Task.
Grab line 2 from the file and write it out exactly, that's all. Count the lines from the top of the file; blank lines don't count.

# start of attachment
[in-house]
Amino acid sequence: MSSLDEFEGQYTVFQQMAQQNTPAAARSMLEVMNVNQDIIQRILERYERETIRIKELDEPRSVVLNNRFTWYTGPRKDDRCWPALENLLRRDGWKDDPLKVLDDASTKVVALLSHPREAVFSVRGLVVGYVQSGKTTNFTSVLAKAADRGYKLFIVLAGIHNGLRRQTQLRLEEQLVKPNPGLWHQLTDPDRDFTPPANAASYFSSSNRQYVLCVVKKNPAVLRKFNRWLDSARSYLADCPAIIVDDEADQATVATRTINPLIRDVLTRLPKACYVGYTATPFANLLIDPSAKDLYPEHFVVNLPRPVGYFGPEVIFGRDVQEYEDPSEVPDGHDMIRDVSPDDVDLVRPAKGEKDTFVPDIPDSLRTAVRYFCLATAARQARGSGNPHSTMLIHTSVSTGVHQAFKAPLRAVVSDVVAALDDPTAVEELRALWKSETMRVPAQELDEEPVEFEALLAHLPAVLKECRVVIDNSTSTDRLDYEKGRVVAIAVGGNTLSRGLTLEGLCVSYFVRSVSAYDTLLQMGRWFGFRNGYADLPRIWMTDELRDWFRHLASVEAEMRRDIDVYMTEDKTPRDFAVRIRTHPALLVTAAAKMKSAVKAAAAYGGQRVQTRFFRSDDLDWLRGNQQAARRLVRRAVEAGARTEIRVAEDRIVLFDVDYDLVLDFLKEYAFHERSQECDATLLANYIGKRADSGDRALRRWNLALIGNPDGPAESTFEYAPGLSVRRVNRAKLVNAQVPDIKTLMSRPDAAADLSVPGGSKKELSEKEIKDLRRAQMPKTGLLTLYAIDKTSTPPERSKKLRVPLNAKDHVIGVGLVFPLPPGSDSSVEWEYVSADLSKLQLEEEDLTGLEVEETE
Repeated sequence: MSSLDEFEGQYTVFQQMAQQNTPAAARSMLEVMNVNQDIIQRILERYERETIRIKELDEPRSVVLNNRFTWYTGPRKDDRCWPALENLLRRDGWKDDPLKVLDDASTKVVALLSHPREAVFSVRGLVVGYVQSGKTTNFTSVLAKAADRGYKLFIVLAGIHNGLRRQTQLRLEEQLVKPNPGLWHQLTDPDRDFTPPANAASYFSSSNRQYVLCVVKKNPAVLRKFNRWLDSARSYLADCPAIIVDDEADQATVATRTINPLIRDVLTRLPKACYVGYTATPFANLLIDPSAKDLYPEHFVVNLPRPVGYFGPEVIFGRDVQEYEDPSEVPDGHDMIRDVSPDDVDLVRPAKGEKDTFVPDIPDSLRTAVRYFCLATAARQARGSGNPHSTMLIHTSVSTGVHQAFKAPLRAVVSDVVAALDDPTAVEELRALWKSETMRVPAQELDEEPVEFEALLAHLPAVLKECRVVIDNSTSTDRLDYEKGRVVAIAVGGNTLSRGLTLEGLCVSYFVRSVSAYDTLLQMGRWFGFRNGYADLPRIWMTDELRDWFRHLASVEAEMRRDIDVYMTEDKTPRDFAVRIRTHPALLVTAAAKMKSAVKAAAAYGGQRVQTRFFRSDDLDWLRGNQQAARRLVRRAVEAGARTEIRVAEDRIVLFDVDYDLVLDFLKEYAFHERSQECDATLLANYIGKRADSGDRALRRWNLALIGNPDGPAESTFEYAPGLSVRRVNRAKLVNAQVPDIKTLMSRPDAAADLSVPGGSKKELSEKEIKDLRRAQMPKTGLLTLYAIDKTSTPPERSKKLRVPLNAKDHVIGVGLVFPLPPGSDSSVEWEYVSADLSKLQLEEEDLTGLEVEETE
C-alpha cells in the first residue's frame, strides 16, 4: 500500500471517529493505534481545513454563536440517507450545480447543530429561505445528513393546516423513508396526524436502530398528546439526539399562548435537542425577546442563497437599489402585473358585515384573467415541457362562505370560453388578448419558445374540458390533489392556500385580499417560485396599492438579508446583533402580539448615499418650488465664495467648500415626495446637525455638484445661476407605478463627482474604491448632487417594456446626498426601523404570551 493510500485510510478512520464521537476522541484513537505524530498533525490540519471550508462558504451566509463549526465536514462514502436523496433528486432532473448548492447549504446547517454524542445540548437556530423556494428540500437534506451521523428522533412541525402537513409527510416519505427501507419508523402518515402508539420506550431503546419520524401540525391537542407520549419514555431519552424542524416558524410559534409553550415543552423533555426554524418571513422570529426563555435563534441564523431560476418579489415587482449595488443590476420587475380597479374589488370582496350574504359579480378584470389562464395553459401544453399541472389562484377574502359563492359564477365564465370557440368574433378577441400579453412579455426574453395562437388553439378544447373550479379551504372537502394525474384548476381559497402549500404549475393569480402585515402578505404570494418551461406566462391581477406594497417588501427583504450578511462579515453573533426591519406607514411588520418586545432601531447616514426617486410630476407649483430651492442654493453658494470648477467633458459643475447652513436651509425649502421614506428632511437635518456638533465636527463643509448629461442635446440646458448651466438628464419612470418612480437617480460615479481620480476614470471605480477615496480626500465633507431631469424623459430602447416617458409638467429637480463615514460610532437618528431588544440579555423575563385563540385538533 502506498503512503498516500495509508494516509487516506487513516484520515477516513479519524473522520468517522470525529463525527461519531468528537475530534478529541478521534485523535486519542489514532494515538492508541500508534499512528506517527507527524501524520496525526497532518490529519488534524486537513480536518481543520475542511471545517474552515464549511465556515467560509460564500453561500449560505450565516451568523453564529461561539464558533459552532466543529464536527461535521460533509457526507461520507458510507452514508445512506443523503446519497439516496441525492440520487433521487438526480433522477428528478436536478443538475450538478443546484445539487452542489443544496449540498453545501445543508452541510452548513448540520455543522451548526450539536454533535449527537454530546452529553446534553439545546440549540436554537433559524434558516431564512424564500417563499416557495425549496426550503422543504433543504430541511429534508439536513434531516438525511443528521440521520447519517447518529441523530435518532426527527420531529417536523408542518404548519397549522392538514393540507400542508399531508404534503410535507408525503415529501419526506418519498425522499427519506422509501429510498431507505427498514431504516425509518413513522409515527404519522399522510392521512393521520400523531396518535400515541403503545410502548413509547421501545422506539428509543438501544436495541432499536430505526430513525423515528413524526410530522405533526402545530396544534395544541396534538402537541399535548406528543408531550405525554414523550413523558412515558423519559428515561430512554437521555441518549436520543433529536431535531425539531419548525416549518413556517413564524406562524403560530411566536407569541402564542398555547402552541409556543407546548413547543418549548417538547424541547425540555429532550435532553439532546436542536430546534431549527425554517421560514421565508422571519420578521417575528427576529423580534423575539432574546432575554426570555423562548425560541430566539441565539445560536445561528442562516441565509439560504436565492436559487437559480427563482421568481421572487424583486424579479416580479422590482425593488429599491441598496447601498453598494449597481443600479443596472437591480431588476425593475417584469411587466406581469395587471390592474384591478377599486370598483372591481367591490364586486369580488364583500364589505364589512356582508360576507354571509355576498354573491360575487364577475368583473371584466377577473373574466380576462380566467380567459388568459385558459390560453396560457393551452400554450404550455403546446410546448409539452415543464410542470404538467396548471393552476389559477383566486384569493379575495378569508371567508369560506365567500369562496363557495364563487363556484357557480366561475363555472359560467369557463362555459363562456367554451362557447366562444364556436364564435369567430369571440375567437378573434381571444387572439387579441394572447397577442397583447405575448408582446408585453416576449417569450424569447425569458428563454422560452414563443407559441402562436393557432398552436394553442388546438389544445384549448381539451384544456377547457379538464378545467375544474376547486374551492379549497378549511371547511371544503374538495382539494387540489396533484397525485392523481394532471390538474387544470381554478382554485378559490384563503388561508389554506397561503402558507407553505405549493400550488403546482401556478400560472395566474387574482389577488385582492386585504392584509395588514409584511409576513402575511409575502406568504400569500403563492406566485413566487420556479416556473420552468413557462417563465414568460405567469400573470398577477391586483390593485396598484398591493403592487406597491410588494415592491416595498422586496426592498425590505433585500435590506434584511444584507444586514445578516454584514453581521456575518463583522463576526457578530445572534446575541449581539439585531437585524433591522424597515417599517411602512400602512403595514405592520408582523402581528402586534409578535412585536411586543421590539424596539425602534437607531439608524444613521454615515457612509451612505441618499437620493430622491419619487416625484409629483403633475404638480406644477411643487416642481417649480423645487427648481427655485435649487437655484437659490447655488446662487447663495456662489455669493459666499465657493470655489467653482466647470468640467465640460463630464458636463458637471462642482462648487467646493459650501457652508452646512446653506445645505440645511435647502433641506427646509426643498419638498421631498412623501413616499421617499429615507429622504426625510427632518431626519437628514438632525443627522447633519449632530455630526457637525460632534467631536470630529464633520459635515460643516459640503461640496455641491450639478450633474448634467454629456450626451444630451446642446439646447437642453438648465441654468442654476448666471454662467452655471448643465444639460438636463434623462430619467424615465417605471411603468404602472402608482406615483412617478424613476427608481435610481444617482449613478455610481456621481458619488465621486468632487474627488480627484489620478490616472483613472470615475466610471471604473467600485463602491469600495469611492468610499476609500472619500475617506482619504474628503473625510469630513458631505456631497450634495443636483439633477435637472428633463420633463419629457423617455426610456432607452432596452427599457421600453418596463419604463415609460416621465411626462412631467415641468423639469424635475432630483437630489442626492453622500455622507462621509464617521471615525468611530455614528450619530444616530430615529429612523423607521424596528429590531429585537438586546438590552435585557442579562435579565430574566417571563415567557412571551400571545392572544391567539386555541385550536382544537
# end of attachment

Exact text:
Amino acid sequence: MSSLDEFEGQYTVFQQMAQQNTPAAARSMLEVMNVNQDIIQRILERYERETIRIKELDEPRSVVLNNRFTWYTGPRKDDRCWPALENLLRRDGWKDDPLKVLDDASTKVVALLSHPREAVFSVRGLVVGYVQSGKTTNFTSVLAKAADRGYKLFIVLAGIHNGLRRQTQLRLEEQLVKPNPGLWHQLTDPDRDFTPPANAASYFSSSNRQYVLCVVKKNPAVLRKFNRWLDSARSYLADCPAIIVDDEADQATVATRTINPLIRDVLTRLPKACYVGYTATPFANLLIDPSAKDLYPEHFVVNLPRPVGYFGPEVIFGRDVQEYEDPSEVPDGHDMIRDVSPDDVDLVRPAKGEKDTFVPDIPDSLRTAVRYFCLATAARQARGSGNPHSTMLIHTSVSTGVHQAFKAPLRAVVSDVVAALDDPTAVEELRALWKSETMRVPAQELDEEPVEFEALLAHLPAVLKECRVVIDNSTSTDRLDYEKGRVVAIAVGGNTLSRGLTLEGLCVSYFVRSVSAYDTLLQMGRWFGFRNGYADLPRIWMTDELRDWFRHLASVEAEMRRDIDVYMTEDKTPRDFAVRIRTHPALLVTAAAKMKSAVKAAAAYGGQRVQTRFFRSDDLDWLRGNQQAARRLVRRAVEAGARTEIRVAEDRIVLFDVDYDLVLDFLKEYAFHERSQECDATLLANYIGKRADSGDRALRRWNLALIGNPDGPAESTFEYAPGLSVRRVNRAKLVNAQVPDIKTLMSRPDAAADLSVPGGSKKELSEKEIKDLRRAQMPKTGLLTLYAIDKTSTPPERSKKLRVPLNAKDHVIGVGLVFPLPPGSDSSVEWEYVSADLSKLQLEEEDLTGLEVEETE